May 18, 2022
Holographic Wills in Ontario
Holographic wills are handwritten wills that don’t require witnesses. Here’s what you need to know about holographic wills in Ontario.
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When you’re married or have a common law partner, owning things jointly is probably a standard aspect of your relationship. Whether it’s sharing a blanket, a Netflix account, or a rescue dog, there are many benefits to legally sharing ownership over certain things.
This is especially true when it comes to owning big-item assets like real estate, financial accounts, and vehicles. Creating joint ownership is an important step in estate planning, since assets that are jointly owned automatically pass on to the surviving member if one of the owners dies.
This means that the assets do not need to go through probate when you’re gone, thereby saving your loved ones time and money. However, there are different types of joint ownership arrangements. Let us break them down.
Joint tenancy is the most common joint ownership arrangement. Basically, it means that you and your spouse or common law partner both own an asset together, as if the two of you were one person.
This means you both have equal rights over the asset, and equal obligations. When one of you passes, then the surviving owner immediately receives full ownership of the asset. This can be a bank account, the deed to a property, a business, or the deed to a vehicle or boat.
Since assets held in joint tenancy belong equally to both parties, it means that all benefits and responsibilities are shared. So if a couple owns a house under a joint tenancy agreement and decides to rent it out, both parties are equally entitled to the income generated by the rent. Similarly, if there are outstanding property taxes or mortgage payments that need to be made, both parties are liable for the payments.
Joint tenancy agreements are also called right-of-survivorship agreements because the asset automatically transfers to the surviving owner once the other passes away. This eliminates the need for the asset to be probated, since an owner already exists.
Joint tenancy has several advantages, including:
However, there are also certain potential disadvantages that need to be kept in mind, including:
Tenancy in common is another type of joint ownership arrangement. It describes an arrangement where an asset is owned by two or more individuals together, but without the right of survivorship.
What this means is that the entire asset does not automatically pass over to the surviving owner. Instead, an asset is split, with the owners each having possession of their share. That can be a 50-50 split, but could also be 60-40, 70-30, 80-20, or however else tenants decide to split up ownership.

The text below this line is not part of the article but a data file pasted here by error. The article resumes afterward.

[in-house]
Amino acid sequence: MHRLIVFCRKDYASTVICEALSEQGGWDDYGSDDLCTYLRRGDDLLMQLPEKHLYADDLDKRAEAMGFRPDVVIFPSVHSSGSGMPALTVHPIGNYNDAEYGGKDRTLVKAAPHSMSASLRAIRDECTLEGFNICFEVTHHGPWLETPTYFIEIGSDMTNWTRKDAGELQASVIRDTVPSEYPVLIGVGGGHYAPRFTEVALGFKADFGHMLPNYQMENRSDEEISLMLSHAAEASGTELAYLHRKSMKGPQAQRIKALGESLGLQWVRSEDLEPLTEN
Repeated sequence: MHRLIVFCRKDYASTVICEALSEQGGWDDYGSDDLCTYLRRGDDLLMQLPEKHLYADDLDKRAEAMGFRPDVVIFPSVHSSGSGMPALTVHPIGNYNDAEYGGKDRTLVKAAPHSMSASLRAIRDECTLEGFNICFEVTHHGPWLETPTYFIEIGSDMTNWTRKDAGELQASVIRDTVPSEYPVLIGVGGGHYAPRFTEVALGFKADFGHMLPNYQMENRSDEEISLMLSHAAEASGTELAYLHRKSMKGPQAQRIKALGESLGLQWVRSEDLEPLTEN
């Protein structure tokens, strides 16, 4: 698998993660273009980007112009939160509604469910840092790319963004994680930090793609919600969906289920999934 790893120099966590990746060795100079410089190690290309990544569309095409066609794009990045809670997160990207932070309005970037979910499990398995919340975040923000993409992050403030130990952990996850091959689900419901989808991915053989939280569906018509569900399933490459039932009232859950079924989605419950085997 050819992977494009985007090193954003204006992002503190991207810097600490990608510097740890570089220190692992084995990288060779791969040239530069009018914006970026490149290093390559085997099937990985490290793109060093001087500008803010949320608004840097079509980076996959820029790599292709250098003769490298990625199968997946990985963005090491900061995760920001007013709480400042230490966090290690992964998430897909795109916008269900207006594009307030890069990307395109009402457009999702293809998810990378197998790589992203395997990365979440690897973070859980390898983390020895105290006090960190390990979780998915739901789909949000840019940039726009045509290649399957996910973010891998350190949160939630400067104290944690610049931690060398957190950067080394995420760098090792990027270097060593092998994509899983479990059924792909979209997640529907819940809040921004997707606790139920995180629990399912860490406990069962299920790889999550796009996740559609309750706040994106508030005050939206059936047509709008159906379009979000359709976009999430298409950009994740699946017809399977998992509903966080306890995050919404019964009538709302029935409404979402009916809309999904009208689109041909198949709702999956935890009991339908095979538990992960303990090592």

So if a property is owned via tenancy in common, then the surviving owner only has a right to their share of the property’s value. The deceased’s share does not automatically transfer over to the survivor.
Because ownership is based on percentages of shares, these shares can be traded and the arrangements can be altered throughout the owners’ lifetimes. However, it’s important to point out that all owners are still liable for debts and taxes, similarly to assets owned by joint tenancy. The only difference is that tenants in a tenancy in common agreement can later deduct their share in their tax statements.
When one of the owners dies, they can assign a beneficiary for their share of the property. That beneficiary can be anyone, since the shares don’t automatically go to the owner of the remaining shares. As such, a beneficiary needs to be designated in the owner’s will.
The main advantages to a Tenancy in Common agreement are:
However, there are also key disadvantages to keep in mind:
A tenancy in common arrangement tends to be more common for couples who are not married, yet wish to own property together. It’s also more common among friends or families who want to purchase an asset together.
A common example of an asset that’s owned through a tenancy in common agreement is a business. Various partners have ownership in the business, but the amount of shares may vary and each partner has complete authority over their own shares. Once one of the owners dies, their shares don’t automatically go to the surviving owners. Instead, the owner bequeaths their shares to a beneficiary in their will.
In Ontario, it is possible for a joint tenancy to be severed and turned into a tenancy in common agreement instead. This can happen when one or more parties decide that a joint tenancy agreement no longer represents the best option for them.
It only takes one party to sever a joint tenancy. One of the owners can unilaterally decide that they want to dissolve the joint tenancy by transferring their share of the property to themselves, or conversely selling their shares. This would break up the agreement set forth by a joint tenancy.
Joint owners can also unitedly decide they want to severe the joint tenancy, and enter a written agreement that designates the ownership of the asset as a tenancy in common.
Joint tenancy agreements are usually severed and turned into tenancy in common agreements when a married couple decides to separate or divorce, as this can greatly facilitate the separation process.
Joint ownership is a key aspect of comprehensive estate planning. Feeling overwhelmed? Don’t worry, our experts are here to answer any questions you may have about joint ownership in Ontario. Reach out for a free consultation today.